This is your brain on drugs

My periodontist is a friendly, manicured man who mistakenly calls me by my last name and asks if I have children.

“Yes, Dr. Dan, I still have two boys,” I’ll tell him.

“Oh, that’s right, Lesley,” he’ll say, his hair gelled and immaculate, his teeth straight and very white. “I keep forgetting.”

Wednesday, I ended up in Dr. Dan’s office with an IV dripping narcotics into my veins. I was there for a dental implant to replace a tooth that had become infected at the bone and had to be extracted.

“How are you today, Lesley?” Dr. Dan asked, the IV already starting to make the room shine and hum.

“Fine,” I said and then blacked out.

When I came to, I was being rolled through a parking lot in a wheelchair and the sun was very bright.

Where? Wait? What? Ooooh, the sun. Will you look at the sun! Have you ever seen anything so pretty and powerful and magical? Oh, hey, I see cars! They’re like everywhere, dudes! Awesome! Cars are totally awesome!

The world had become fuzzy and was spasming on and off like a shorted electrical device, but I felt especially good in this hazy, sunny, new world.

As the day floated and flickered by, my head sharpened, and my gums no longer bled, and my mouth began to ache, and I stopped drooling over automobiles. The power outages in my short-term memory continued, though.

I remember, for instance, telling Sally that I was going to mow the lawn, and her telling me that I really shouldn’t, and me telling her that she shouldn’t worry so much, that I was perfectly capable of doing a little yard work.

When I awoke the next day, I didn’t think I’d mowed the lawn till I walked Eli to the bus stop and noticed that the yard had been cut and edged.

“Did I do that?” I later asked Sally.

“You really don’t remember?”

“Well, I recall unrolling the extension cord for the weed eater and blasting a dead caterpillar off the patio with the leaf blower, so I’m guessing I might have.”

Sally looked at me with her mouth open and sighed and patted me on the head. I’m pretty sure this means that, yes, I mowed the lawn stoned all the way out of my noodle.

After the surgery, I was on five different medications. That’s right. Five.

And I felt stellar.

At least, I think I did.

Four pills were to help me recover from the implant, and the other was for heartburn. The heartburn medication, I know, I was supposed to take on an empty stomach. One of the others I was to take after I ate. And there was one, the anti-inflamatory perhaps?, that I wasn’t to mix with something. Ibuprofen maybe? Caffeine perhaps? Pink peeps? LSD? I’m not sure.

I also have a foggy recollection of somebody warning me that if my stool turned green and became thick like peanut butter, that I was to contact the doctor. I wonder if I made that one up in my head. I mean, green peanut butter turds just doesn’t sound like a deadly side effect.

And, yes, I’ve inspected, and so far, five days later, no green dookie.

So I really can’t complain.


Saturday, Eli pedaled his two wheeler in his first mountain bike race. He got tangled up in a crash right out of the gate and came around the first corner in last place. Trying to pass a kid at the next corner, he bounced off the trail, which pushed him farther back.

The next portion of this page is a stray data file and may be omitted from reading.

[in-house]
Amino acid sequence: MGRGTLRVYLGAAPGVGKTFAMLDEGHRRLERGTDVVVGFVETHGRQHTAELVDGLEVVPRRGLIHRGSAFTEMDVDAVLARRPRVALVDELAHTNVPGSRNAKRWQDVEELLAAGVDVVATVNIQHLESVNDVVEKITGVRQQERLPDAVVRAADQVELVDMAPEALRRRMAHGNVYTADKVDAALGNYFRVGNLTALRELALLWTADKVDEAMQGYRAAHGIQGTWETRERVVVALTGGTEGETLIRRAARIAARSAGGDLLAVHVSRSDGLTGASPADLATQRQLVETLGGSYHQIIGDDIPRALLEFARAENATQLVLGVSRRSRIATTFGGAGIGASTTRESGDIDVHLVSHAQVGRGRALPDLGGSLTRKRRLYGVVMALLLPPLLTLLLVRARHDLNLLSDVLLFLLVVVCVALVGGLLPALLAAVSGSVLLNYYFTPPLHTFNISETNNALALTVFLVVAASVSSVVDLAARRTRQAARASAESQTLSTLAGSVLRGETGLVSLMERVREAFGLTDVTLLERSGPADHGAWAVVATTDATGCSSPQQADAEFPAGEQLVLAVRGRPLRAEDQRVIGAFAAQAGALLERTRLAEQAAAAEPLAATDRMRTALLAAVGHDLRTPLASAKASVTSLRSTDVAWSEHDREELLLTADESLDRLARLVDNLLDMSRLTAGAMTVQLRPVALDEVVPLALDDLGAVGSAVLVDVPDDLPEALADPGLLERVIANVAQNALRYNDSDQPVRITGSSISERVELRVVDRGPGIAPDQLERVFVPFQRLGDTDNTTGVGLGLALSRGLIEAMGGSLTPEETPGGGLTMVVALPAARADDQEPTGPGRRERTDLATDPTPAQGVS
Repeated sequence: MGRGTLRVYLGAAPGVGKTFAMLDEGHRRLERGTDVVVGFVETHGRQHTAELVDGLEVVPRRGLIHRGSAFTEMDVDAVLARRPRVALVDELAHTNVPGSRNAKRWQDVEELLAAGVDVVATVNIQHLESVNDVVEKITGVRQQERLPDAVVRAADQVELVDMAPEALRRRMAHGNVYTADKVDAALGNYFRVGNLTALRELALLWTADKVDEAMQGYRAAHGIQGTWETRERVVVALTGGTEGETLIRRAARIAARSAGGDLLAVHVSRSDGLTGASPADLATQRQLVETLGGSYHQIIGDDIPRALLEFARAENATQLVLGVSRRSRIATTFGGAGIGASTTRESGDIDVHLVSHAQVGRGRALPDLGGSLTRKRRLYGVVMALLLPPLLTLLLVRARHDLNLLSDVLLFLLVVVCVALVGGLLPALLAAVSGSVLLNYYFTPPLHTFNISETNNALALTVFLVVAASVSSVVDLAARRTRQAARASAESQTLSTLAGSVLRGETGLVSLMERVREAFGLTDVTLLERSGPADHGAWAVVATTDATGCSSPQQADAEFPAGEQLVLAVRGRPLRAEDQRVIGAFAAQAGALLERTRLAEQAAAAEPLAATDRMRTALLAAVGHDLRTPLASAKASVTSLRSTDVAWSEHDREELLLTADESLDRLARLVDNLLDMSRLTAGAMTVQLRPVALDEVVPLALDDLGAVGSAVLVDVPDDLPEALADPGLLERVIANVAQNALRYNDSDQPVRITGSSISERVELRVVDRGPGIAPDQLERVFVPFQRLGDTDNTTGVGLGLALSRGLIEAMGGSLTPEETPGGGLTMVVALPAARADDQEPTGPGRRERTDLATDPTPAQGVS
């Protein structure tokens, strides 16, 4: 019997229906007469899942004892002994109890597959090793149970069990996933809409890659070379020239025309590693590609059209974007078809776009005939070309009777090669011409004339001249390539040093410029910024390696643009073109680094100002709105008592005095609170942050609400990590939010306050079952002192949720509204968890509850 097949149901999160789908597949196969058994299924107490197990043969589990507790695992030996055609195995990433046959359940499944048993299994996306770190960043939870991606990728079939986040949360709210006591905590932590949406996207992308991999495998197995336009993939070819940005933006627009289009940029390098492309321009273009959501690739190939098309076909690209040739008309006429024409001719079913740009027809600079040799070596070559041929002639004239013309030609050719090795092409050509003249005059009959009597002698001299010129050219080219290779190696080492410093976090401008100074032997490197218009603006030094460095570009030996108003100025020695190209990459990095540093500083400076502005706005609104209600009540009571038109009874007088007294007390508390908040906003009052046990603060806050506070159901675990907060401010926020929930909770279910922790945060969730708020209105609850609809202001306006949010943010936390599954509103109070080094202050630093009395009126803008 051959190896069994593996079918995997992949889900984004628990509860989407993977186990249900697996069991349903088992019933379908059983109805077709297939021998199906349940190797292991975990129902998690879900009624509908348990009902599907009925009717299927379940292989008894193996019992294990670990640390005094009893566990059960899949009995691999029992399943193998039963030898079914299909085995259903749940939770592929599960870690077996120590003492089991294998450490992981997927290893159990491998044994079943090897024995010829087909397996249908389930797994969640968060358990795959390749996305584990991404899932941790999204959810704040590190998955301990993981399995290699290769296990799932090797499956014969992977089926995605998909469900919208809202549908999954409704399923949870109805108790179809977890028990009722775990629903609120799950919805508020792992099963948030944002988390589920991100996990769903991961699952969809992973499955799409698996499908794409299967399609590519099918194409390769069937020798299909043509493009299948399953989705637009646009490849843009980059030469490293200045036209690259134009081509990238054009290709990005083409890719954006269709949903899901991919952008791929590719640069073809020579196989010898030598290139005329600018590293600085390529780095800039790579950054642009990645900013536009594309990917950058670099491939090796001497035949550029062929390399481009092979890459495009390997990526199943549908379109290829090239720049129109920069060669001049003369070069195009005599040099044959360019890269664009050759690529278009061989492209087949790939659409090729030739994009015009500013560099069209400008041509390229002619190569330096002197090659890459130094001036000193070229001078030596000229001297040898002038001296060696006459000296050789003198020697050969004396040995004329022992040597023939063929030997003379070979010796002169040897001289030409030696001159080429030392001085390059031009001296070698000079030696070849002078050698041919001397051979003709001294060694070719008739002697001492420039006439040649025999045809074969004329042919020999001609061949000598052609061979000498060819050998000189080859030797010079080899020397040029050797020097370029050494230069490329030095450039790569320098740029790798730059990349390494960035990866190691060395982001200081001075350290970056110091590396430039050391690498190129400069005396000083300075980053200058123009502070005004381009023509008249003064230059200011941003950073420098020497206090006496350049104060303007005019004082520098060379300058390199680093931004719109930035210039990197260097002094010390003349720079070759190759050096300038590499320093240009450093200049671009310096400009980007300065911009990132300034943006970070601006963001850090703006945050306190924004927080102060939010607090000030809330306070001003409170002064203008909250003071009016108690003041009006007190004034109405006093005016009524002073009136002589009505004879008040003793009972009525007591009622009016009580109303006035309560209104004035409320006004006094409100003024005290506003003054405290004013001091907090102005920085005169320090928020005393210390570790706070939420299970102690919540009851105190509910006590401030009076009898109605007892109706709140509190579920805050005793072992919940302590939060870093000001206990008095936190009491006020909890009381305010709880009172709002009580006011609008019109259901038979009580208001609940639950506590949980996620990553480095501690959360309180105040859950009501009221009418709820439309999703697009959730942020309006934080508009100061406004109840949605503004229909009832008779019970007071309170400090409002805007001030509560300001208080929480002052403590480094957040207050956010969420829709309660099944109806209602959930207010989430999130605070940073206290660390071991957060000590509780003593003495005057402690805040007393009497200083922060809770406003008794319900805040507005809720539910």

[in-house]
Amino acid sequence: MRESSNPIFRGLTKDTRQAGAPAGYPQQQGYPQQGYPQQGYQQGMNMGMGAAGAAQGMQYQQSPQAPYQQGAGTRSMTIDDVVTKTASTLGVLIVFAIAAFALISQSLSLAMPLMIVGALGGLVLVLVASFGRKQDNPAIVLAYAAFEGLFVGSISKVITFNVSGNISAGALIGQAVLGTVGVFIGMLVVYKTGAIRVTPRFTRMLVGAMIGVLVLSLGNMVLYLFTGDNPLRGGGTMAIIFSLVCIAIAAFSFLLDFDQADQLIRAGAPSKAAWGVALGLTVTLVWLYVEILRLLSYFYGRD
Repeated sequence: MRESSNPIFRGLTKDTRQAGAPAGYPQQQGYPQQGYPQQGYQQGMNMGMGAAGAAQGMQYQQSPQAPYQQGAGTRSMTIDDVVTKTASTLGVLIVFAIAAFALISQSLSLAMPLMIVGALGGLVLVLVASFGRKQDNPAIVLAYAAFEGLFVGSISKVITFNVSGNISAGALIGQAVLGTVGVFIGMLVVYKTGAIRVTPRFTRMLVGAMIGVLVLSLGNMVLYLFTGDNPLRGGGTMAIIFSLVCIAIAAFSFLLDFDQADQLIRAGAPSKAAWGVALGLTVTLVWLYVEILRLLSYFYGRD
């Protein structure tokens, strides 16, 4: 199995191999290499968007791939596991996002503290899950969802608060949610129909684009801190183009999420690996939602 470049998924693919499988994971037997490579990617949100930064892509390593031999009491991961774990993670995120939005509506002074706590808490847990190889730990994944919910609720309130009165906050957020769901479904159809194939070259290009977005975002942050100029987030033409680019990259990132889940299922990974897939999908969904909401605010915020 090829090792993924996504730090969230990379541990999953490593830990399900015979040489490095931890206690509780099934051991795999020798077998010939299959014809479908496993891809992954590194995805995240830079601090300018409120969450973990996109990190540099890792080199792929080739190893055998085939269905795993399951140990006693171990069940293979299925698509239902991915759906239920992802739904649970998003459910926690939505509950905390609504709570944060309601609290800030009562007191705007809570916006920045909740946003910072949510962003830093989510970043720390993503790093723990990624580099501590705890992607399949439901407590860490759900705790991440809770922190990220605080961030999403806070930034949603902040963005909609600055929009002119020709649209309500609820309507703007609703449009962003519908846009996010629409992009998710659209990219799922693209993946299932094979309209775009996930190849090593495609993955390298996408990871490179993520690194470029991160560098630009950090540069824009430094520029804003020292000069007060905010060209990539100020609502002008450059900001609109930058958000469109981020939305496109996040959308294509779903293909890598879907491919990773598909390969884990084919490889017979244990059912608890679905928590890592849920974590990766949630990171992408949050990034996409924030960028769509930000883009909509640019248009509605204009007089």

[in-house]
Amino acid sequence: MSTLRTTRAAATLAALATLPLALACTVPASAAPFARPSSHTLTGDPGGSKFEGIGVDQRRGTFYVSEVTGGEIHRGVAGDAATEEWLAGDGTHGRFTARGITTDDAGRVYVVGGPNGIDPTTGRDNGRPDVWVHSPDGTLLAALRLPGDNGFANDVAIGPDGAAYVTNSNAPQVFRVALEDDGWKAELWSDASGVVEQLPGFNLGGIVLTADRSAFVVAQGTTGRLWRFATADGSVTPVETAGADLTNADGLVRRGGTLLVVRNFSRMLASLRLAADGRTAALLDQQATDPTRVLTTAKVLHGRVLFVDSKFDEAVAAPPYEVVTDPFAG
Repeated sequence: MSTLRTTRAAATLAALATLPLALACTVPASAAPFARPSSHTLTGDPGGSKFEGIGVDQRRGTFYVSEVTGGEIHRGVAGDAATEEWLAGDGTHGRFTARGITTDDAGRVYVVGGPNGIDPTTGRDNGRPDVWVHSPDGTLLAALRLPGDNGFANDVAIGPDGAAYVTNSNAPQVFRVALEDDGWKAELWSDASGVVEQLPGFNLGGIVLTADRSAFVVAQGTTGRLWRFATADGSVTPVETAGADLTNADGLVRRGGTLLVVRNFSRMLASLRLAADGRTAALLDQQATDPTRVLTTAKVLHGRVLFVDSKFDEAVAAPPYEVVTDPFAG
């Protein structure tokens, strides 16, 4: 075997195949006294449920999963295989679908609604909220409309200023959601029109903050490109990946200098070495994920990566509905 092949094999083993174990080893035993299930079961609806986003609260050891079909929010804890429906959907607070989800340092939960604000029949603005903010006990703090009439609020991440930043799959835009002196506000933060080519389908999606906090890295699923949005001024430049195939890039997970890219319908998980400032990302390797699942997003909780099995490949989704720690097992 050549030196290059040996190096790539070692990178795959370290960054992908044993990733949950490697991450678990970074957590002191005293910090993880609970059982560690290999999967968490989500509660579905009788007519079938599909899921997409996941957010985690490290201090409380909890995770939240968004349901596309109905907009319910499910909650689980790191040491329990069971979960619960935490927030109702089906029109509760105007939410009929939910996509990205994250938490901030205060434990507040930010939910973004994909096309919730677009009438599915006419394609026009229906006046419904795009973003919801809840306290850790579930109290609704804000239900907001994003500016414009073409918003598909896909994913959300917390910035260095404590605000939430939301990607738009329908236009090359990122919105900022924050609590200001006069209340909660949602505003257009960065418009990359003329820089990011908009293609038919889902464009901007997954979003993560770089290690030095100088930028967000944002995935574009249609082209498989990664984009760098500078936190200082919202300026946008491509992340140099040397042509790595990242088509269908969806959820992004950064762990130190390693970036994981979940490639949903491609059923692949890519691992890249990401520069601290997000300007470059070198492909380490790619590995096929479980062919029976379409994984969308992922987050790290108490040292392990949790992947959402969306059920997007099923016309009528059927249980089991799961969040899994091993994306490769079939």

“Keep your head up,” I remember thinking. “Don’t get frustrated. Don’t give up.”

And he didn’t. After going off the trail, Eli passed one boy after another and crossed the finish line somewhere in the middle of the pack. With another lap, I bet he would have contended for the win.

I asked him how it was when it was over.

“Cool,” he said. “Can I ride some more?”

I’m guessing that means he had a good time. I’m guessing that also means we’ll have to find another race for six-year-old to do.


3 Responses to “This is your brain on drugs”

  1. 1 Barb Black April 18, 2011 at 6:24 pm

    This one just has me grinning. When I had my wisdom teeth out (so long ago that dirt was yet to be invented), I think I had a similar cocktail. I remember my younger brother coming home, laughing at my puffy cheeks, and me saying, “What the hell are you doing here?” (Which probably sounded more like “Whath’helleryudoon’re”) He said, “I live here. Duh.” “You do? Mom let you move back in?” “What are you talking about?! I’m 14 years old!”

    Evidently in your concentration over green peanut butter-esque stool, you forgot to listen to the bit about not operating heavy machinery. (And just how heavy is heavy machinery?)

  2. 2 lori April 20, 2011 at 8:43 am

    hilarious, craig!!! this is your old co-worker from NI, lori. you popped up on my facebook “hey, you might know this guy,” and when i saw you have a blog, i just had to check it out. love it. i know that time flies and everything, but i am having trouble understanding how you have a son old enough to mountain bike. that’s crazy. anyhoo, i hope that you all are well!

  3. 3 lesleyfamily April 20, 2011 at 10:15 am

    Barb, Yes. Heavy machinery. Dr. Dan sent me home with instructions and not operating heavy machinery was bolded. Perhaps I should have listened to Dr. Dan and Sally. Then again, it’s kind of like not doing work when you can’t remember the work. Hey, we still very much want a painting. Sally and I have packed entirely too much into our days of late, so we’re not getting around to lots of stuff we want to do, including that. But we want to and will.

    Lori, good to hear from you. It’s cool to see you have a blog of your own. I had no idea you had moved to Hong Kong. I’m looking forward to reading about your adventures.

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